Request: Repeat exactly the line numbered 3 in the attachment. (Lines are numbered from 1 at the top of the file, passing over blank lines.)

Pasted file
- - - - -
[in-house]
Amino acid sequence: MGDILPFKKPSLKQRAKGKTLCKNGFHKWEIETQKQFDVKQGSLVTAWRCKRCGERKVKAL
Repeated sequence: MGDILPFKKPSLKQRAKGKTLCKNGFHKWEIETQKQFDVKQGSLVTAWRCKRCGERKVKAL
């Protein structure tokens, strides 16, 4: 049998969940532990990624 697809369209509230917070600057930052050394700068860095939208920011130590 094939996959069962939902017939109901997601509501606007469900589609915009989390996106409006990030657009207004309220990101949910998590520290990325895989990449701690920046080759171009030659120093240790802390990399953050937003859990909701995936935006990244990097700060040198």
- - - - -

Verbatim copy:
Repeated sequence: MGDILPFKKPSLKQRAKGKTLCKNGFHKWEIETQKQFDVKQGSLVTAWRCKRCGERKVKAL